Who is Almira Mack?
a. The Church’s first Relief Society President
b. The Church’s first young woman’s leader
c. Joseph Smith’s first plural wife
d. One of the first sister missionaries
B Her non-member husband losing his job and her parents disowning her
From the life of Sarah Barrow Blake Hadden Cockerill: When Sarah joined the Church of Jesus Christ of Latter-day Saints in 1857, her father, a well-to-do land owner, became very angry and disinherited her.
He would not let her husband work for him anymore. He used his influence with other farmers and businessmen to prevent them from hiring William. Her father thought this would make Sarah give up her religion, but she knew the Church was true. Her family never forgave her. Although she lived in the same town with them for seventeen years, they never spoke to Sarah again. Because of her strong testimony and faith, her husband and children were baptized later.
Her husband, William with two of their daughters, Mary Jane and Catherine, two granddaughters, and their son, William, left London on June 5, 1864, on the ship, “Hudson.”
Sarah remained in England to care for a daughter, who became very ill. Her daughter died twenty-five days after her father’s (Williams) departure.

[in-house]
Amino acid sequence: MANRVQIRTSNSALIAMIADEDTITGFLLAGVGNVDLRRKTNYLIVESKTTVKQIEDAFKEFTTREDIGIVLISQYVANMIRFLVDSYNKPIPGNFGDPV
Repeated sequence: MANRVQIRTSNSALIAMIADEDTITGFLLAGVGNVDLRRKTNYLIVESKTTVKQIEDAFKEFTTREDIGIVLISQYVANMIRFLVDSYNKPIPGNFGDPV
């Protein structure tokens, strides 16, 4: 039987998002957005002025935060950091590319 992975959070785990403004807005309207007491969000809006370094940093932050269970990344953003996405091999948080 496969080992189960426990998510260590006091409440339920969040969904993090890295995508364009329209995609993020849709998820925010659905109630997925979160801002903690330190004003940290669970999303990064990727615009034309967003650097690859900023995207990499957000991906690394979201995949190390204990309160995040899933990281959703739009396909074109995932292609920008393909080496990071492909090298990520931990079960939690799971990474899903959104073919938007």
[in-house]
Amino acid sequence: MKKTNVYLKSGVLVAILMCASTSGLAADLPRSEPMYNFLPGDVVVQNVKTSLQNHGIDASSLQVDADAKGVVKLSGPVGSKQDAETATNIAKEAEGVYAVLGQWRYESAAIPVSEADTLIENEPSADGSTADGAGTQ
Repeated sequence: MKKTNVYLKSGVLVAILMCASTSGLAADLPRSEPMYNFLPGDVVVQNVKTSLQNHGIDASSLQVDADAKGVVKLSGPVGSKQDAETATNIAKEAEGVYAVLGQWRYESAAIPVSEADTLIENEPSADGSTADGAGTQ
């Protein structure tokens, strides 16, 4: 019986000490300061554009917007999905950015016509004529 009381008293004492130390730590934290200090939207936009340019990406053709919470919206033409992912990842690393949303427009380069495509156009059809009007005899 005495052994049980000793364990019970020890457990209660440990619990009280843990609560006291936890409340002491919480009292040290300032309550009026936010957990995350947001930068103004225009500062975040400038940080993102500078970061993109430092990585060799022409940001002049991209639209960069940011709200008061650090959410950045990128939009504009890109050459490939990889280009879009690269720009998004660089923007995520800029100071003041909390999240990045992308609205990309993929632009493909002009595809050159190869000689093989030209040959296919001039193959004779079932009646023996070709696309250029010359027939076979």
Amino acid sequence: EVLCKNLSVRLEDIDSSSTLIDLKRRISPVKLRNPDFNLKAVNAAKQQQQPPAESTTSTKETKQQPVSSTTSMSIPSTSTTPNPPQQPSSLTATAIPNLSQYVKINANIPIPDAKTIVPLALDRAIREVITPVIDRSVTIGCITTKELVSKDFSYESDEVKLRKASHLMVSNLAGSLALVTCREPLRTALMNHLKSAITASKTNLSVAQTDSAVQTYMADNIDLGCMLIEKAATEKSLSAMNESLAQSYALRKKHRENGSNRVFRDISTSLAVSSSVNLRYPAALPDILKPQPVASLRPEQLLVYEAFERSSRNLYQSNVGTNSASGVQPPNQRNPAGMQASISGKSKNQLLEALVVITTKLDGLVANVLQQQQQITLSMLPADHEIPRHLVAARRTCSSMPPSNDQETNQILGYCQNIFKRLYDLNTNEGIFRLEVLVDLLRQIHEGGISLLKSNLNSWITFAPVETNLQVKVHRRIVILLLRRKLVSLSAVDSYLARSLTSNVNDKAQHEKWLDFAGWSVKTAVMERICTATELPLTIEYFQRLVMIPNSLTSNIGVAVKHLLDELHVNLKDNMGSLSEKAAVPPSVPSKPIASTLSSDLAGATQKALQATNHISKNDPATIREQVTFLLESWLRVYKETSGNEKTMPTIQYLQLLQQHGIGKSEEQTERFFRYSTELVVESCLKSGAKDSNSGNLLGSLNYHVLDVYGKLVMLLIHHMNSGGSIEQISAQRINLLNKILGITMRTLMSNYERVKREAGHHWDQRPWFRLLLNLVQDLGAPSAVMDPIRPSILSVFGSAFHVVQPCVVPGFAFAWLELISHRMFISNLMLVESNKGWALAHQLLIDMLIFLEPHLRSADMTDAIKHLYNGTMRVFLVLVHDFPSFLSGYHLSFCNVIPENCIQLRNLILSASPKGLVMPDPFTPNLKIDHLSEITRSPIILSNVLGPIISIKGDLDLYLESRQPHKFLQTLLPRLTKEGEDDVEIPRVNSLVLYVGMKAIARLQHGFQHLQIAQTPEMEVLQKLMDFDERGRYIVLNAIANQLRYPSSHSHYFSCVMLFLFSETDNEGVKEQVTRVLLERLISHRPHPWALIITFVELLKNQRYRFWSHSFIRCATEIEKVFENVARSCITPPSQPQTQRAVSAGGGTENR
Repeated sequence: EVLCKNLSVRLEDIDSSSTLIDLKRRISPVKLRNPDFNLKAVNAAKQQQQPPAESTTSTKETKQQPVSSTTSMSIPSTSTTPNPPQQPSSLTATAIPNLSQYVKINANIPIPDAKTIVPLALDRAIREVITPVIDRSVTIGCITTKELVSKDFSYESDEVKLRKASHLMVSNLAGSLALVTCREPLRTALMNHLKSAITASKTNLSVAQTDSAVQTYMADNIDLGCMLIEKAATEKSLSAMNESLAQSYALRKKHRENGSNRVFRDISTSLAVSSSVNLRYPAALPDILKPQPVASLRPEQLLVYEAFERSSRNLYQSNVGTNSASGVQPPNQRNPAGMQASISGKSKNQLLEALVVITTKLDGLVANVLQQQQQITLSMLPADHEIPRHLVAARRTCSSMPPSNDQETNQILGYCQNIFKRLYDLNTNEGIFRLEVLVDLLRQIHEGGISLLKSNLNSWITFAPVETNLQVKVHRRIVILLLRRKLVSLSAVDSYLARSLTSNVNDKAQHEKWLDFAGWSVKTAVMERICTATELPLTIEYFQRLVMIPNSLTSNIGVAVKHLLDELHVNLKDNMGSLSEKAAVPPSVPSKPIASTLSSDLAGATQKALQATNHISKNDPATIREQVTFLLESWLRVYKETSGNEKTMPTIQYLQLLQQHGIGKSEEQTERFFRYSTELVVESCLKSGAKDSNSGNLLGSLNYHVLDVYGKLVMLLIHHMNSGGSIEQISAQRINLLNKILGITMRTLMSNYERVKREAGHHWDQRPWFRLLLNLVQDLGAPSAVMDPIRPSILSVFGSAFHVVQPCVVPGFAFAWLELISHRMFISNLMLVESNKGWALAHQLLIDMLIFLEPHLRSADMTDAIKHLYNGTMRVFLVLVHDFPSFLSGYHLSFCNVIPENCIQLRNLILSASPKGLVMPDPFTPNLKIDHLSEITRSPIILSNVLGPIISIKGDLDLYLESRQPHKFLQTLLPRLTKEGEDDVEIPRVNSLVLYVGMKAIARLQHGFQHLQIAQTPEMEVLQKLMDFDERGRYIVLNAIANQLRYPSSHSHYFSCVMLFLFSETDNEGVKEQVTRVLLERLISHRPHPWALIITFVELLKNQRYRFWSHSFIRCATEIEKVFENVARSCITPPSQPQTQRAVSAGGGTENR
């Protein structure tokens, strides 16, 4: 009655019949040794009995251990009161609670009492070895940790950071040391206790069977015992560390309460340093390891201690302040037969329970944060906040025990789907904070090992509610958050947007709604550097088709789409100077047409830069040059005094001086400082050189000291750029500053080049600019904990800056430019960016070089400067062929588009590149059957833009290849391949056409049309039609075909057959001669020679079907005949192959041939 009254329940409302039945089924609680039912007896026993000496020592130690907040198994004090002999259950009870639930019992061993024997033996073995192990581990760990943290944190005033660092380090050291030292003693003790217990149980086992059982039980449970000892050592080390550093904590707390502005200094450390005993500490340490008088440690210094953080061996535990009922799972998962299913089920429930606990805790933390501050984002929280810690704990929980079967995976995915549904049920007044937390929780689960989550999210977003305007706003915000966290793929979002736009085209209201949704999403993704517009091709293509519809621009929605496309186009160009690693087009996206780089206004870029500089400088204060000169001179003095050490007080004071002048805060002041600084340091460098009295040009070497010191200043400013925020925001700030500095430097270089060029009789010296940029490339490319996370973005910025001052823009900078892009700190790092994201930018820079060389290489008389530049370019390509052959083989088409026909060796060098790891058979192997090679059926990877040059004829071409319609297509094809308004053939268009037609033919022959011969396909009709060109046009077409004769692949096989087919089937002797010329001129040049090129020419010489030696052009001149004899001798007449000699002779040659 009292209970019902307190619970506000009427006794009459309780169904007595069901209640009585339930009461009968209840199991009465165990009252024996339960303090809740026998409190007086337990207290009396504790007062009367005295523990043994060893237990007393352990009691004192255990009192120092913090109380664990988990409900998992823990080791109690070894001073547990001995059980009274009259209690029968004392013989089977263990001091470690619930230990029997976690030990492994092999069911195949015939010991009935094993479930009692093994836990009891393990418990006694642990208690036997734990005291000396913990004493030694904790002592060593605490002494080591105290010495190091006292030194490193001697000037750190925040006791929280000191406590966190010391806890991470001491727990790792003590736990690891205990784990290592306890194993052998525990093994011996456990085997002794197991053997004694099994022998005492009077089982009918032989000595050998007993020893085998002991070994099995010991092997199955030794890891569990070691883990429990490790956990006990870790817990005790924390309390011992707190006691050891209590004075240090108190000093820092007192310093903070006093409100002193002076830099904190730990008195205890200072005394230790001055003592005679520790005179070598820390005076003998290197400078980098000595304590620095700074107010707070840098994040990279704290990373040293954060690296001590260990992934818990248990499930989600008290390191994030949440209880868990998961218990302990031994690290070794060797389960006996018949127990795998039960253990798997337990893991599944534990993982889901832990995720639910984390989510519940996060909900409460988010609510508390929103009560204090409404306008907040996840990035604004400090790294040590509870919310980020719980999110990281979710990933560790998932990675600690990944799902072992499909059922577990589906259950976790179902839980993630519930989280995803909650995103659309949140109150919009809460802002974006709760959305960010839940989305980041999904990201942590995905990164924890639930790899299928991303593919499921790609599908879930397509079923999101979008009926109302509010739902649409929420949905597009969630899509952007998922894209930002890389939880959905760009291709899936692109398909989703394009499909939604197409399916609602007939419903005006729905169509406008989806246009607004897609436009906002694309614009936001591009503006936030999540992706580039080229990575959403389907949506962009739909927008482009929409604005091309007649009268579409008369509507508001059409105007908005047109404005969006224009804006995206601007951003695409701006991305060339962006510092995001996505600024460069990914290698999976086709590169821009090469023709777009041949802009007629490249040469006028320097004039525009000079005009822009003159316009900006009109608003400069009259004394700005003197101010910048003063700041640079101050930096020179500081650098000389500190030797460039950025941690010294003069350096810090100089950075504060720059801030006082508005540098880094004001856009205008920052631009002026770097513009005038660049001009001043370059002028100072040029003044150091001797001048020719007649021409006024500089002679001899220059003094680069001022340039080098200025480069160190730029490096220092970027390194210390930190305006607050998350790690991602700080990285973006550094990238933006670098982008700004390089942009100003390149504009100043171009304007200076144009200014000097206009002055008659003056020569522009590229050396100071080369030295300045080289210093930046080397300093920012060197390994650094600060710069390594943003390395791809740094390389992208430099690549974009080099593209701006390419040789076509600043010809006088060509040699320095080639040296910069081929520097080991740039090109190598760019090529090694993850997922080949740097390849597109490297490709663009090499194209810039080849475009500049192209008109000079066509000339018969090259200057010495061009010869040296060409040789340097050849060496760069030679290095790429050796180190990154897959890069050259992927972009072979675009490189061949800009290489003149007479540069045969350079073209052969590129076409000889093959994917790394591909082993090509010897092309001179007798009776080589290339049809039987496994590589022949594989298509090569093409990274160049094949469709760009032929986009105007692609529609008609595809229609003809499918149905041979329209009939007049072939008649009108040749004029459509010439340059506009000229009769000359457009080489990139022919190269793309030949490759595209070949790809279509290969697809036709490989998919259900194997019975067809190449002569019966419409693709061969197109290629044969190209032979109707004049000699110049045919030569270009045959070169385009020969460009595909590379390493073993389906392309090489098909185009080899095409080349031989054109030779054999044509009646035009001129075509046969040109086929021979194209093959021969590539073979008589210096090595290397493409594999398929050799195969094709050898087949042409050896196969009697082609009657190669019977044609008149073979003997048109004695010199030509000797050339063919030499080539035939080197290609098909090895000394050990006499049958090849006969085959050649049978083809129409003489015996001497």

In October, Sarah learned that her husband and Emily, the youngest grand-daughter had died on the Plains. It was a very trying and difficult time to have three members of her family die in just a few months. However, she rejoiced in having joined the Church and in knowing that she could be with them again after death.
Sarah’s life was one of love, faith, and integrity. She left her posterity a legacy of devotion, courage, and loyalty.
She arrived in Salt Lake City September 15, 1866 in the William Henry Chipman Wagon Company.
In 1870, she married William Hadden whom she had known in England. His children were all married and he was a widower. They lived a happy life for ten or twelve years at which time he passed away.
Pioneer Women of Faith and Fortitude, Daughters of Utah Pioneers: (International Society Daughters of Utah Pioneers: 1998), 1: 630.